HOT HAND: Princeton High boys’ basketball player Kevin Kane heads to the hoop in a game earlier this season. Last Friday, senior guard Kane scored a game-high 26 points to help PHS top Trenton 68-58 and improve to 7-10. PHS hosts WW/P-S on February 16 and Robbinsville on February 18 before starting play in the Mercer County Tournament, where it is seeded 10th and will play at No. 7 Trenton in a first round contest.(Photo by Frank Wojciechowski)

HOT HAND: Princeton High boys’ basketball player Kevin Kane heads to the hoop in a game earlier this season. Last Friday, senior guard Kane scored a game-high 26 points to help PHS top Trenton 68-58 and improve to 7-10. PHS hosts WW/P-S on February 16 and Robbinsville on February 18 before starting play in the Mercer County Tournament, where it is seeded 10th and will play at No. 7 Trenton in a first round contest. (Photo by Frank Wojciechowski)

For the Princeton High boys’ basketball team, pulling out a win over a strong Allentown team last Wednesday gave it a lift as it hosted Trenton two days later.

“The Allentown game was really good, it was the first game this season where we really held the lead in the fourth,” said PHS senior guard Kevin Kane. “We got confidence, we knew we could play with Trenton.”

But when PHS struggled in the early stages against Trenton, Kane’s confidence in his offensive skills helped keep the Little Tigers in the contest.

“I was just trying to attack the basket in the first half,” said Kane, who scored 15 points in the half as PHS trailed 33-28 going into intermission. “Matt Hart got into early foul trouble so I knew I had to put up more shots.”

PHS kept attacking in the second half, outscoring Trenton 40-25 over the last two quarters in rolling to a 68-58 victory and improving to 7-10.

In Kane’s view, the Little Tigers seized momentum in the third quarter when it erased the Trenton lead with a 19-13 run.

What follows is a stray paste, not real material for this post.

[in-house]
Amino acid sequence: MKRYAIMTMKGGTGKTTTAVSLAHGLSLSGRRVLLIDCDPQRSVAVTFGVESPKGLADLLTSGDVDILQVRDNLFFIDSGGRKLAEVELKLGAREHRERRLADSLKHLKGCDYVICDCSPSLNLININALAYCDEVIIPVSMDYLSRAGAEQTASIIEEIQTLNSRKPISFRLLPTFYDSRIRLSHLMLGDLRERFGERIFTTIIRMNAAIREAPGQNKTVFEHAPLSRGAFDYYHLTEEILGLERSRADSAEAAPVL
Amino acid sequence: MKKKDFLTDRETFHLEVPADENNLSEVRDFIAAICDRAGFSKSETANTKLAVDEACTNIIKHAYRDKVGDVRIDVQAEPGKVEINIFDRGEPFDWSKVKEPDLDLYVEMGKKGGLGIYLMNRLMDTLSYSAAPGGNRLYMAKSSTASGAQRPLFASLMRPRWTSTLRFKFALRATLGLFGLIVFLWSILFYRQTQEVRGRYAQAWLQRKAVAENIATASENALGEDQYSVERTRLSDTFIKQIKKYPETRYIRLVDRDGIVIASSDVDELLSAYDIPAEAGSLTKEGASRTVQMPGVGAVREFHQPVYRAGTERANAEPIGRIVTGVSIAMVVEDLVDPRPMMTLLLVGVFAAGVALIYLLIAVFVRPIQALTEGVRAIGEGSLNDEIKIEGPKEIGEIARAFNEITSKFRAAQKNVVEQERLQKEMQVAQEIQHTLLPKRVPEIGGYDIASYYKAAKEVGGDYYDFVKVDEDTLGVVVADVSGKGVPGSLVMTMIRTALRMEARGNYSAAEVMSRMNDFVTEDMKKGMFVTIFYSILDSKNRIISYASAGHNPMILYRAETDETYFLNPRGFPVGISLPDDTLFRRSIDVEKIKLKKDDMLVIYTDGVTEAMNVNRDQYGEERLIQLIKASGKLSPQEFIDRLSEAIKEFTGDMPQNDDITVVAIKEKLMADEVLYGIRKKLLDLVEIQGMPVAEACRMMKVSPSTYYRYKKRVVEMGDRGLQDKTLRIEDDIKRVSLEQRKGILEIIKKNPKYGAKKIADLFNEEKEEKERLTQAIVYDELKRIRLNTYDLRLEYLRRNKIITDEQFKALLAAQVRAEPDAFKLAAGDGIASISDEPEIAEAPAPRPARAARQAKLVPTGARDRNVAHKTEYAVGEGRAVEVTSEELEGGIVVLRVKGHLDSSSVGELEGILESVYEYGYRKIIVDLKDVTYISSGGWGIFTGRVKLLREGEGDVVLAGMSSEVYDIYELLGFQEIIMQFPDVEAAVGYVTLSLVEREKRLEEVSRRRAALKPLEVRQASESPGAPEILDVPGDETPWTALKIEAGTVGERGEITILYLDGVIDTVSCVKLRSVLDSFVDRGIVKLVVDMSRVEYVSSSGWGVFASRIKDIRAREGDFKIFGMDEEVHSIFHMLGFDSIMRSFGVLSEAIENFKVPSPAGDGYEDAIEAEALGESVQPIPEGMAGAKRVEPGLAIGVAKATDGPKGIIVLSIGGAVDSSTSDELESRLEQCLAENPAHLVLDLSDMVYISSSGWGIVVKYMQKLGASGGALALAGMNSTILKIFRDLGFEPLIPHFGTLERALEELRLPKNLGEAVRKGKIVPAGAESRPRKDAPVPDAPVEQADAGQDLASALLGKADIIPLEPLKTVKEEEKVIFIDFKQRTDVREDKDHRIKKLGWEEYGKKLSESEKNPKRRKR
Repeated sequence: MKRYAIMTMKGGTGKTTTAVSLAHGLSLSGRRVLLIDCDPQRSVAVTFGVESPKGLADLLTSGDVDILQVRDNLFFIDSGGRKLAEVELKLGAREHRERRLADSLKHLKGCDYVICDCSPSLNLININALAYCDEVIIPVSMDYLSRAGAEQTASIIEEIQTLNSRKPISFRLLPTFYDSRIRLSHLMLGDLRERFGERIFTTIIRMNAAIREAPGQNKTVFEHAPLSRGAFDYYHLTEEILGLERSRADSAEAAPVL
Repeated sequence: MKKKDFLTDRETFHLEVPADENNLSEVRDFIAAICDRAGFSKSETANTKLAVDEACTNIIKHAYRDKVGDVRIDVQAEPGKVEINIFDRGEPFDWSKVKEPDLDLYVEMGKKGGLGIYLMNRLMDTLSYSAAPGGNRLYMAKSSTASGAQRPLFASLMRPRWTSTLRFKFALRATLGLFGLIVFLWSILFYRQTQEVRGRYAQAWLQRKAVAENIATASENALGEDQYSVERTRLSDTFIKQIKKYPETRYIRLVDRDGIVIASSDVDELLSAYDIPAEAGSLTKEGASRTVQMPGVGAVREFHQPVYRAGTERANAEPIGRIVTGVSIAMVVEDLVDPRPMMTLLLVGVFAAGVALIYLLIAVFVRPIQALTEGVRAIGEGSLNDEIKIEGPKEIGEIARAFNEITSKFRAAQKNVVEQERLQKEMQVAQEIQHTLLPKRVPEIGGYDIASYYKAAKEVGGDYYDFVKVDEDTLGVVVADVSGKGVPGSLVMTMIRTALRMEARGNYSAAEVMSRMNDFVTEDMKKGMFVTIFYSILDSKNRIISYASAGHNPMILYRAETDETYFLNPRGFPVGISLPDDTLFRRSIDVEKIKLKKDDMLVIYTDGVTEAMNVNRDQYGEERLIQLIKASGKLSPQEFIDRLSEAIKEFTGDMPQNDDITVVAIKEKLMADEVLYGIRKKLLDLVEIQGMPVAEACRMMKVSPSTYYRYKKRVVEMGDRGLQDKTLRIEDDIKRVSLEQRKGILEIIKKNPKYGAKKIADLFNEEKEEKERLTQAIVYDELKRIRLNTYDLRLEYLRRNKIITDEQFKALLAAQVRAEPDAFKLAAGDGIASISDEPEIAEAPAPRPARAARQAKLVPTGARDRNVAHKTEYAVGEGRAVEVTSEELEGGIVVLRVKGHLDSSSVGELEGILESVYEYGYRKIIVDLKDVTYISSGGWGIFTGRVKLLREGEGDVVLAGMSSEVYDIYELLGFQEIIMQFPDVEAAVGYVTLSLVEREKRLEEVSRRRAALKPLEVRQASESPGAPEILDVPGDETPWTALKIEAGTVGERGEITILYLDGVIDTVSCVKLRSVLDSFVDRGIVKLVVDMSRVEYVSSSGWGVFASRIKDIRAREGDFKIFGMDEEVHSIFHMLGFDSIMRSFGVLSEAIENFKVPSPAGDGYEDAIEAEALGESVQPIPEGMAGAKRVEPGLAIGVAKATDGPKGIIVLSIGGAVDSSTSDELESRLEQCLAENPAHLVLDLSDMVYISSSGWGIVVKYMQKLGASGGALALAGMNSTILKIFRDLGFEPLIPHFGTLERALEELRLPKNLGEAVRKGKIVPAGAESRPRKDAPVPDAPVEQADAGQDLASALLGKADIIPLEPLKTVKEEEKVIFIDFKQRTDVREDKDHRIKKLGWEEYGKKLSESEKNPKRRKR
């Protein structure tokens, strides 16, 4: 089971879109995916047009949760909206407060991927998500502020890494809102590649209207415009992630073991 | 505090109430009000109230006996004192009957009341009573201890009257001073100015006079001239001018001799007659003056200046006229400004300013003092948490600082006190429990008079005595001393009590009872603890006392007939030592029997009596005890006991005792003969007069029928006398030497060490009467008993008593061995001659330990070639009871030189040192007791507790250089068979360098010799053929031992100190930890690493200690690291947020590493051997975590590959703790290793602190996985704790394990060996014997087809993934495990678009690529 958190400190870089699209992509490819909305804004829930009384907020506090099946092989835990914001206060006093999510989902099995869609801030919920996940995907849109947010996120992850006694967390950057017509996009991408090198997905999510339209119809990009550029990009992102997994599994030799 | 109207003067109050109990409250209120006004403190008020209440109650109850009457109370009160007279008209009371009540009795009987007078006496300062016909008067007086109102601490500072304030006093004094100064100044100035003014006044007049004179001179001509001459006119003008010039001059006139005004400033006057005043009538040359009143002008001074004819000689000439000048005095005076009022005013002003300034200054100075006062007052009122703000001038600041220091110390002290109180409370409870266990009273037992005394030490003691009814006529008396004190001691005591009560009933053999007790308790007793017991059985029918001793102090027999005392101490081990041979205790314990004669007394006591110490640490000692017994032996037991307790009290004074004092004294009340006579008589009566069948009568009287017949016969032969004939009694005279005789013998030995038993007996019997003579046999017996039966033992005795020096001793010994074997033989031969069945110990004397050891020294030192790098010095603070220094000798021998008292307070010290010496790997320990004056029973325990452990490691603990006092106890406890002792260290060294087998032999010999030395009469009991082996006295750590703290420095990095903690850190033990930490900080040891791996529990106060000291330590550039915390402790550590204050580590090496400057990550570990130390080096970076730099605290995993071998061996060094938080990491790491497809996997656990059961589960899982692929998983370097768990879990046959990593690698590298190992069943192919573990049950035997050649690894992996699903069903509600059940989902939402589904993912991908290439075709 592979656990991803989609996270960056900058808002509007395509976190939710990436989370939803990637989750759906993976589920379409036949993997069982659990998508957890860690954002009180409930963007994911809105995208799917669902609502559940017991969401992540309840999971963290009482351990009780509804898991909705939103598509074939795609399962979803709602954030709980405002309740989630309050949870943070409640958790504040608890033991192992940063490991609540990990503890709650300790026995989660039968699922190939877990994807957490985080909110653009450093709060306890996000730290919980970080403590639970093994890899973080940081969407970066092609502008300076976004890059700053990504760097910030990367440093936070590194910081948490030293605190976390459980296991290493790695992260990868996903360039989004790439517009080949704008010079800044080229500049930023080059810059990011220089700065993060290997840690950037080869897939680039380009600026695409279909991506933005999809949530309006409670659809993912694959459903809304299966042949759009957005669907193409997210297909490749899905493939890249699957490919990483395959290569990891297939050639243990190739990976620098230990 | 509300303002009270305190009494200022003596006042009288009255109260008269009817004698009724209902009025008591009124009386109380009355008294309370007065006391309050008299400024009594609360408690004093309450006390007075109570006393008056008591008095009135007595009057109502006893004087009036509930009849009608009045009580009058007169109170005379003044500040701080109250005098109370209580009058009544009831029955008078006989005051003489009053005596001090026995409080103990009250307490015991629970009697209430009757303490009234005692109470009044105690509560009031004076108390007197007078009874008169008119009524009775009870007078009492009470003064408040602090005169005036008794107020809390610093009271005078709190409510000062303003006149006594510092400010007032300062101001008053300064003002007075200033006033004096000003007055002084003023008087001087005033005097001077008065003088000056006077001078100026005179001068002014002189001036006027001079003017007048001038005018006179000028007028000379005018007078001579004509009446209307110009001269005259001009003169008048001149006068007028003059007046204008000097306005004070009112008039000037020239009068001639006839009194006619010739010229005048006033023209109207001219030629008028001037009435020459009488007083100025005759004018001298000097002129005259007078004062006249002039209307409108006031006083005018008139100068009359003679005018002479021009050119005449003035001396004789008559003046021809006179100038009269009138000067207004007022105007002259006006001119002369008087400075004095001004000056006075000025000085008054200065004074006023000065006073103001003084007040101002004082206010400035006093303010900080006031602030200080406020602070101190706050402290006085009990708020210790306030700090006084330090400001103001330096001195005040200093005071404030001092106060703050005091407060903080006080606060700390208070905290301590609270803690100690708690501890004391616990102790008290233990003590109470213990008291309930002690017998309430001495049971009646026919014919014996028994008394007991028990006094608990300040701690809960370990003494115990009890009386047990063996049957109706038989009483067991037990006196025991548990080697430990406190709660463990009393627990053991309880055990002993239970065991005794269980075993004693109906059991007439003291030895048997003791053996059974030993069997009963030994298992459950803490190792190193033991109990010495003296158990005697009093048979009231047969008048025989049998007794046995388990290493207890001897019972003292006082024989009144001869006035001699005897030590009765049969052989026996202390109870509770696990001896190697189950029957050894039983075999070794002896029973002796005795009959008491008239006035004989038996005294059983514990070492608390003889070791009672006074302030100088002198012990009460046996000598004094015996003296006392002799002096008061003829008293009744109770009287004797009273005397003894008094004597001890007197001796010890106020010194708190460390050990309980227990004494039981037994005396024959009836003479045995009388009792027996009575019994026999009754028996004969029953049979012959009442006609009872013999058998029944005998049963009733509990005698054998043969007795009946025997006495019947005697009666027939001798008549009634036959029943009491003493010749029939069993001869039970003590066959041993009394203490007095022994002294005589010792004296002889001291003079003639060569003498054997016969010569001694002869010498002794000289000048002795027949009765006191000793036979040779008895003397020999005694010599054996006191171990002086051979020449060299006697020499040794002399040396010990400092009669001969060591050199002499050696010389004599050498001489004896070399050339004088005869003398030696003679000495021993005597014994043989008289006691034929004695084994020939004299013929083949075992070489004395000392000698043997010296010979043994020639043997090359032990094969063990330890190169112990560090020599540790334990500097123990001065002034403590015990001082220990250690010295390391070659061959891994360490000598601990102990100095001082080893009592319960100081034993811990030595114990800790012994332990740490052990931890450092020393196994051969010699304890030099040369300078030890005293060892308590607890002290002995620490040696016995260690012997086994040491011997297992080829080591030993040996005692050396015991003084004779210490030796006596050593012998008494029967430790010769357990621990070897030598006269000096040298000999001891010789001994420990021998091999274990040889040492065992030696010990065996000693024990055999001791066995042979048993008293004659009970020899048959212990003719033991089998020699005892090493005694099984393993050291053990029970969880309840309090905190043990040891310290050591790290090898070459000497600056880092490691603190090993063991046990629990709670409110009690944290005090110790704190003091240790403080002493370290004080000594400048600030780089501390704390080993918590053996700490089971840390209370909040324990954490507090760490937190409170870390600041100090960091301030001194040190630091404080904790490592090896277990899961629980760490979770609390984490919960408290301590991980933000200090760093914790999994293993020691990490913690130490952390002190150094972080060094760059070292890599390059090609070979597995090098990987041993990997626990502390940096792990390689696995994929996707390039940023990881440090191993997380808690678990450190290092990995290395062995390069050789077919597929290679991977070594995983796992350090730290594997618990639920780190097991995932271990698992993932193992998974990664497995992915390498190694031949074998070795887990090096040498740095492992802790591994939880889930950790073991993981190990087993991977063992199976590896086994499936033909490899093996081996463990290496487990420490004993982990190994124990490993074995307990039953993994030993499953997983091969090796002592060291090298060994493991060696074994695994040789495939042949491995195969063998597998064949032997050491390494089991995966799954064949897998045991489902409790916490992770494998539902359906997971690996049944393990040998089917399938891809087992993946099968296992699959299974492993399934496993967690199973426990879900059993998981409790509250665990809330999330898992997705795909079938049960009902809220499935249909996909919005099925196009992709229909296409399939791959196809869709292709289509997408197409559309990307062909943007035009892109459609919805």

“We were passing the ball well,” said Kane. “Zahrion [Blue] played well keeping us in it, going to the basket. We handled the pressure well and we guarded Derek Dix well.”

The fourth quarter turned into the Kevin Kane show as he scored 11 points, draining a trio of three-pointers in the process.

“That was awesome,” said Kane, who ended the evening with a game-high 26 points.

“My role is to keep the team’s heads up and when I am open shoot the ball. My teammates, J.C. [Silva], Zahrion, and Chris [Diver] do a good job, dribbling through the lane and getting me the ball. There is more balance and we have good team chemistry.”

Having narrowly lost 60-55 to Trenton a week earlier, PHS was looking to play better team defense in the rematch.

“We just wanted to trap more,” said Kane. “Today with our traps in the second half, coach Karim (assistant coach Shahid Abdul-Karim) was saying that we have to stand there and don’t jump. We got four turnovers because of that. We had to box out, which we did, and hold them under 60, which we also did.”

In the view of PHS head coach Mark Shelley, the formula for success in the rematch was simple.

“We wanted to play more fundamental and harder,” said Shelley, noting that the tape of the first Trenton game showed PHS standing around on defense at times.

It took a while, however, for PHS to get into a groove against the Tornadoes.

“I thought they came out with a little more energy than us in the first half, we struggled with that a little bit,” said Shelley, who got 17 points from sophomore Blue in the win with junior Hart chipping in 12.